Based upon the record, OCAHO decided there was insufficient evidence to find API acted with "reckless and wanton disregard for the legal consequences of permitting another individual to introduce an unauthorized alien into its workforce."
    This is a significant decision because it provides a threshold for what does not meet the doctrine of constructive knowledge. Furthermore, it certainly shows continuing support that OCAHO will not merely rubber stamp ICE's Notices of Intent to Fine. Thus, it may be well worth it for companies facing ICE fines to litigate the cases.
  5. DOJ Settles Claims of Discrimination against United Natural Foods by Bruce Buchanan, Siskind Susser

    The Department of Justice has reached a settlement agreement with United Natural Foods Inc. (UNFI), resolving allegations that the company discriminated under the anti-discrimination provision of the Immigration and Nationality Act (INA), when it impermissibly reverified the work authority of lawful permanent residents and required some non-citizen workers to provide specific I-9 documentation.
    A lawful permanent resident alleged UNFI improperly terminated him after he failed to produce an
    unexpired lawful permanent resident card in connection with an erroneous reverification of his employment eligibility. The charging party had presented proper work authorization documentation at the time of hire, and UNFI had no reason to suspect that his documentation was not genuine. The employee had permanent work-authorization, but lost three weeks' worth of wages as a result of UNFI's practice.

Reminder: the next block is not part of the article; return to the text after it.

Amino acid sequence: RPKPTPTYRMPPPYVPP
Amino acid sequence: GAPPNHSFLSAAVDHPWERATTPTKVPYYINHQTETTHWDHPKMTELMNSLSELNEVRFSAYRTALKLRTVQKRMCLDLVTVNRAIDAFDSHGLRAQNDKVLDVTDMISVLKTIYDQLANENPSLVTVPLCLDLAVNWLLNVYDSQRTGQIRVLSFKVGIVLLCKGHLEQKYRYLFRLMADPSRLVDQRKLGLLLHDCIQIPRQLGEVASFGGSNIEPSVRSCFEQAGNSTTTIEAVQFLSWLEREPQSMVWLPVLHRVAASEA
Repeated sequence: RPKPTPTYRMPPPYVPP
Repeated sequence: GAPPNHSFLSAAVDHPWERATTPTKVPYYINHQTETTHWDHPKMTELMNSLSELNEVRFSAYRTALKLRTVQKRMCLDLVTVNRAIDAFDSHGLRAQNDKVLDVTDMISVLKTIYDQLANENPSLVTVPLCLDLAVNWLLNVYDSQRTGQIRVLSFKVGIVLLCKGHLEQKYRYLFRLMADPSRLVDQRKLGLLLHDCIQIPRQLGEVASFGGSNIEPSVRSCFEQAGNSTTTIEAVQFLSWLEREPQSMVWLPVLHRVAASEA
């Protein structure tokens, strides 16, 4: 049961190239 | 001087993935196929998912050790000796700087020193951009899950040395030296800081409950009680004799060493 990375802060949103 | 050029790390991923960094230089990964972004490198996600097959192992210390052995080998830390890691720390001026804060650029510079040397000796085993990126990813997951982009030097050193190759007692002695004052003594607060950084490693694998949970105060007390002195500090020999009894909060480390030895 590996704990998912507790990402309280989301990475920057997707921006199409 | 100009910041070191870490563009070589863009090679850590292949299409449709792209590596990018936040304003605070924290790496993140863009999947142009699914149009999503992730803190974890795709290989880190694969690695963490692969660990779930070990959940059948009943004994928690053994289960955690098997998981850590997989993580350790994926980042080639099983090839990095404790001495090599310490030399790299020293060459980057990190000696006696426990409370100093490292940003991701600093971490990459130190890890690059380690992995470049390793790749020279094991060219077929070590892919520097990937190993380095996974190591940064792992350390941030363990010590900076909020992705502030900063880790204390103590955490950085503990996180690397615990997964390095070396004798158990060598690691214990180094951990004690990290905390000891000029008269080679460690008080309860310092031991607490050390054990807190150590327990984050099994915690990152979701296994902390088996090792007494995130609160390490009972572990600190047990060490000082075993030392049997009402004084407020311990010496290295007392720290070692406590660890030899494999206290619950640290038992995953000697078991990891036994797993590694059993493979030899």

The DOJ's investigation revealed UNFI reverified the documentation of similarly-situated lawful permanent residents when their documentation expired but did not reverify expired documentation of U.S. citizens. The anti-discrimination provision prohibits treating employees differently in the employment eligibility verification and reverification processes based on citizenship or national origin.
    In response to the department's investigation, UNFI conducted an internal audit and undertook
    immediate corrective action to address and rectify its employment eligibility verification policies and practices. As part of its corrective action, UNFI rehired the charging party and gave him full back pay. Under the settlement agreement, the company agreed to pay $3,190 in civil penalties, to conform all of its actions to ensure compliance with the INA's anti-discrimination provision and to train its human resources personnel about the company's responsibility to avoid discrimination in the employment eligibility verification process.